It may be remembered that the study of trigonometry, and basic trigonometric concepts such as sine, cosine, etc., are all Indian in origin. Due to the similarity of the arc and the chord subtended by an angle formed by two radii in a circle with a bow and its string, respectively, the name given to the chord of a circle was jya, which in Sanskrit means a bow string. The length of this chord is twice the sine of the corresponding angle in a circle with unit radius. Half of this chord was called the ardha-jya, which is therefore the sine of the angle subtended in a unit circle. However with time, the ardha-jya itself began to be called the jya, which is thus the radius times the sine of the angle. When Arabic writers translated Aryabhața’s works from Sanskrit into Arabic, they referred it as jiba. However, in Arabic writings, vowels are omitted, and it was abbreviated as jb. Later writers substituted it with jaib, meaning "pocket" or "fold (in a garment)". (In Arabic, jiba is a meaningless word.) Later in the 12th century, when Gherardo of Cremona translated these writings from Arabic into Latin, he replaced the Arabic jaib with its Latin counterpart, sinus, which means "cove" or "bay"; thence comes the English sine.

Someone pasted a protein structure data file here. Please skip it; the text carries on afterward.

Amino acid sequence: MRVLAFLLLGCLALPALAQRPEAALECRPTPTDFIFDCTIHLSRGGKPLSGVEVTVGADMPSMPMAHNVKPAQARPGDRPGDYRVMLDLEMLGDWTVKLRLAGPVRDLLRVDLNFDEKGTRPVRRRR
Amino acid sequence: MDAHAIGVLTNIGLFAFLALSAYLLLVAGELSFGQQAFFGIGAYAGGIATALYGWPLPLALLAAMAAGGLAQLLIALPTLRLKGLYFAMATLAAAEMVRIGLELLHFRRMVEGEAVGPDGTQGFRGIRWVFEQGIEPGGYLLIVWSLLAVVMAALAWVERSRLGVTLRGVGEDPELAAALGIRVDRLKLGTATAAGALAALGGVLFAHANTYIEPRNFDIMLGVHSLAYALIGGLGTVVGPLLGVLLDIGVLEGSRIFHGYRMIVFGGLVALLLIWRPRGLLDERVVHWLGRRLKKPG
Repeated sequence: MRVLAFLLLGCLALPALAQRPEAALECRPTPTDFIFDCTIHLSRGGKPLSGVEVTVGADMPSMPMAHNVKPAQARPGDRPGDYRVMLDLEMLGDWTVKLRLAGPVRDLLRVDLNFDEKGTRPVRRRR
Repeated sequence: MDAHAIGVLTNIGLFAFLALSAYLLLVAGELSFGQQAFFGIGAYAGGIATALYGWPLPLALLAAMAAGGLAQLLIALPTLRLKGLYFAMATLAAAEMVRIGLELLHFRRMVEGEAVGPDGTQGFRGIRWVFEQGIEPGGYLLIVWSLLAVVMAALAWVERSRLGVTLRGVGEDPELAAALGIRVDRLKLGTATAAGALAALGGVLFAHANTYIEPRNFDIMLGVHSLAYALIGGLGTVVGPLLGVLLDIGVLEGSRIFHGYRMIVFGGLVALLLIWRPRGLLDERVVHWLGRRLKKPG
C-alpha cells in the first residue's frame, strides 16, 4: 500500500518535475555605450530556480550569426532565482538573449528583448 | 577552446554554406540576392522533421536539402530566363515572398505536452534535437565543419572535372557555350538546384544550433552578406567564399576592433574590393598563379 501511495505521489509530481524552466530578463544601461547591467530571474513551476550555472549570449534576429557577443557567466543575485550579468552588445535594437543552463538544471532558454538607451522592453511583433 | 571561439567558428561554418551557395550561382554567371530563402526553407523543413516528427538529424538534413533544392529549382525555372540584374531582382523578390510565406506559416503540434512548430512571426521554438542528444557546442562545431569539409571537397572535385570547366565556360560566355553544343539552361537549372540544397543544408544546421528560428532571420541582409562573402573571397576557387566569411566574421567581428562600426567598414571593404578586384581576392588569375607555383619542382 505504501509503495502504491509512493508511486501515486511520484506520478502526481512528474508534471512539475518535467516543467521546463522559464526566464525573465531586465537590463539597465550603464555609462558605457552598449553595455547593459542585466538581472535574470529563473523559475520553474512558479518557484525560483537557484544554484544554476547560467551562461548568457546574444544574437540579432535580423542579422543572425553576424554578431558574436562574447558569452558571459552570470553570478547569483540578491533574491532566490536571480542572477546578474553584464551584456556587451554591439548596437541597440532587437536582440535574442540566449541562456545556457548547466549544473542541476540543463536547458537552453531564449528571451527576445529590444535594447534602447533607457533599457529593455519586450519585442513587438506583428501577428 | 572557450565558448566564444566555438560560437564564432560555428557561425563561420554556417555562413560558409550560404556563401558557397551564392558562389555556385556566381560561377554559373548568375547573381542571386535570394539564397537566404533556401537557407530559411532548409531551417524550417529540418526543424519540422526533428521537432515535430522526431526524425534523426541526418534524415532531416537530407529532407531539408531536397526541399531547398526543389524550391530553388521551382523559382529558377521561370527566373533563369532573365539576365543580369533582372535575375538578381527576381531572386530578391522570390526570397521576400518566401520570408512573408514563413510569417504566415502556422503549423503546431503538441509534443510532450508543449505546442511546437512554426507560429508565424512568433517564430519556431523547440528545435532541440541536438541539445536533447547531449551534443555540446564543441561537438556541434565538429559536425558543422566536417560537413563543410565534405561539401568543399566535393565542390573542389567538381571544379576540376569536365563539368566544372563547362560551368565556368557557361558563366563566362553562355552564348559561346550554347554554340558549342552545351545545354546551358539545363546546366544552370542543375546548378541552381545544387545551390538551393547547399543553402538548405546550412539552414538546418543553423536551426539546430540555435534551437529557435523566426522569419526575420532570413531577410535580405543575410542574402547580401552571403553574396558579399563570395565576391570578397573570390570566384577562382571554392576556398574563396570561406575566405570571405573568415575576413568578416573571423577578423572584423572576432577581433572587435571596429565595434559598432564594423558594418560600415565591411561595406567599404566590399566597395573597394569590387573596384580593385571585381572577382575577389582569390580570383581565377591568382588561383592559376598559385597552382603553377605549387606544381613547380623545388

Fundamental contributions to trigonometry were made by Bhāskara in his works. He is responsible for the development of the modern trigonometric circle, shown in Fig.

 
 Among other discoveries in trigonometry, he is famous for devising an approximate formula for finding  the sine of an angle between 0 and 180o. This is given in Mahābhāskariya, vii. 17-19, and also in Brahmasphuta Siddhanta by Brahmagupta.

 
The approximation for the sine expressed in the verses above is the following: